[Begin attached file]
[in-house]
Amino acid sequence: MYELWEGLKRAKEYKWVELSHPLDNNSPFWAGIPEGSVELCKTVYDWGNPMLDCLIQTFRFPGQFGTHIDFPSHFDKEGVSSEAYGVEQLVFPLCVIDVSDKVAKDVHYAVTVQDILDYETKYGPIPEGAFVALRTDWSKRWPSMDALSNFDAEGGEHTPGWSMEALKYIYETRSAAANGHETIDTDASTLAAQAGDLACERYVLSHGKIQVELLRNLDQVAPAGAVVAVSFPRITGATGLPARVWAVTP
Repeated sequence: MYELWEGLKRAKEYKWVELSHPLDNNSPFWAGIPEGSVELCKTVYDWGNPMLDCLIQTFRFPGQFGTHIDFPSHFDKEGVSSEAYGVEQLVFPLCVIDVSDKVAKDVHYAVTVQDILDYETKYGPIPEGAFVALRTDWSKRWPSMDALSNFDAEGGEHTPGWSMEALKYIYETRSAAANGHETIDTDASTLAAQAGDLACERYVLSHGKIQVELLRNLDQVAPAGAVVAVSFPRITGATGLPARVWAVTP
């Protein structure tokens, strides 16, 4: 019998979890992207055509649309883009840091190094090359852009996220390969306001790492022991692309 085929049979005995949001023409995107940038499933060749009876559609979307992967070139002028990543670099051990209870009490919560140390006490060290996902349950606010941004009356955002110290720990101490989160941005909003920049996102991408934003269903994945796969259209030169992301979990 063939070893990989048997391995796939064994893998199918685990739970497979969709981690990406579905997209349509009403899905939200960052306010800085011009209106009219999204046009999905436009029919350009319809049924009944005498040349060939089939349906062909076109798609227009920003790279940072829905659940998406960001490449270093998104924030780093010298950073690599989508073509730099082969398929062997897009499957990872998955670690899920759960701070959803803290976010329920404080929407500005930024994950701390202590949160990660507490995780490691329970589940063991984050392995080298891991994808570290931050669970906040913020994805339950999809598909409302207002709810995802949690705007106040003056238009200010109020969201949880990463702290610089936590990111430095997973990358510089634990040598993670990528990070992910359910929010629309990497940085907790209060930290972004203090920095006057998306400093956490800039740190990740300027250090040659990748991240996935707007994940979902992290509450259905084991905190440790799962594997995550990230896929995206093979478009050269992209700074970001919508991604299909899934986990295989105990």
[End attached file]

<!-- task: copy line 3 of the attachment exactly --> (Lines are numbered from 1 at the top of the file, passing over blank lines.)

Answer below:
Repeated sequence: MYELWEGLKRAKEYKWVELSHPLDNNSPFWAGIPEGSVELCKTVYDWGNPMLDCLIQTFRFPGQFGTHIDFPSHFDKEGVSSEAYGVEQLVFPLCVIDVSDKVAKDVHYAVTVQDILDYETKYGPIPEGAFVALRTDWSKRWPSMDALSNFDAEGGEHTPGWSMEALKYIYETRSAAANGHETIDTDASTLAAQAGDLACERYVLSHGKIQVELLRNLDQVAPAGAVVAVSFPRITGATGLPARVWAVTP